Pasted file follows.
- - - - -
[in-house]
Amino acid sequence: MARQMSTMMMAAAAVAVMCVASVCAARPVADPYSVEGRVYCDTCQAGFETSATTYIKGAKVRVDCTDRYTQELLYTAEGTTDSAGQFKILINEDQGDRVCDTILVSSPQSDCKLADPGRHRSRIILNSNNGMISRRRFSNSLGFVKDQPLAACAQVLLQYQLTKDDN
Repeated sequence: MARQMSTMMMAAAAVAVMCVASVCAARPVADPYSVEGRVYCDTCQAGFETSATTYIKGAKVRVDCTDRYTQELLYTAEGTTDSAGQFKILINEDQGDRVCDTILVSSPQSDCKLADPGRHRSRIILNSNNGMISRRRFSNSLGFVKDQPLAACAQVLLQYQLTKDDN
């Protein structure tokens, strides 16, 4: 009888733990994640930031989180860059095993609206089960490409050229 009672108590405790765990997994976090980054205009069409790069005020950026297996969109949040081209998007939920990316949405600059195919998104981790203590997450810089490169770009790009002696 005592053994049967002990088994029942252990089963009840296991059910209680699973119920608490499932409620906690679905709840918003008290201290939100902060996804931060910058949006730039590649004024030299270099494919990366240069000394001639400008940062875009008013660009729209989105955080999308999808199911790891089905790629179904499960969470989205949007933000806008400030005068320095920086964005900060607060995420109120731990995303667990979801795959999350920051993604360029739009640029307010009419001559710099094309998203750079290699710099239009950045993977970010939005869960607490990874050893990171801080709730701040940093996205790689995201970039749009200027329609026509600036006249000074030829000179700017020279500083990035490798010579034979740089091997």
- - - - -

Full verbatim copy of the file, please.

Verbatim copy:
[in-house]
Amino acid sequence: MARQMSTMMMAAAAVAVMCVASVCAARPVADPYSVEGRVYCDTCQAGFETSATTYIKGAKVRVDCTDRYTQELLYTAEGTTDSAGQFKILINEDQGDRVCDTILVSSPQSDCKLADPGRHRSRIILNSNNGMISRRRFSNSLGFVKDQPLAACAQVLLQYQLTKDDN
Repeated sequence: MARQMSTMMMAAAAVAVMCVASVCAARPVADPYSVEGRVYCDTCQAGFETSATTYIKGAKVRVDCTDRYTQELLYTAEGTTDSAGQFKILINEDQGDRVCDTILVSSPQSDCKLADPGRHRSRIILNSNNGMISRRRFSNSLGFVKDQPLAACAQVLLQYQLTKDDN
């Protein structure tokens, strides 16, 4: 009888733990994640930031989180860059095993609206089960490409050229 009672108590405790765990997994976090980054205009069409790069005020950026297996969109949040081209998007939920990316949405600059195919998104981790203590997450810089490169770009790009002696 005592053994049967002990088994029942252990089963009840296991059910209680699973119920608490499932409620906690679905709840918003008290201290939100902060996804931060910058949006730039590649004024030299270099494919990366240069000394001639400008940062875009008013660009729209989105955080999308999808199911790891089905790629179904499960969470989205949007933000806008400030005068320095920086964005900060607060995420109120731990995303667990979801795959999350920051993604360029739009640029307010009419001559710099094309998203750079290699710099239009950045993977970010939005869960607490990874050893990171801080709730701040940093996205790689995201970039749009200027329609026509600036006249000074030829000179700017020279500083990035490798010579034979740089091997």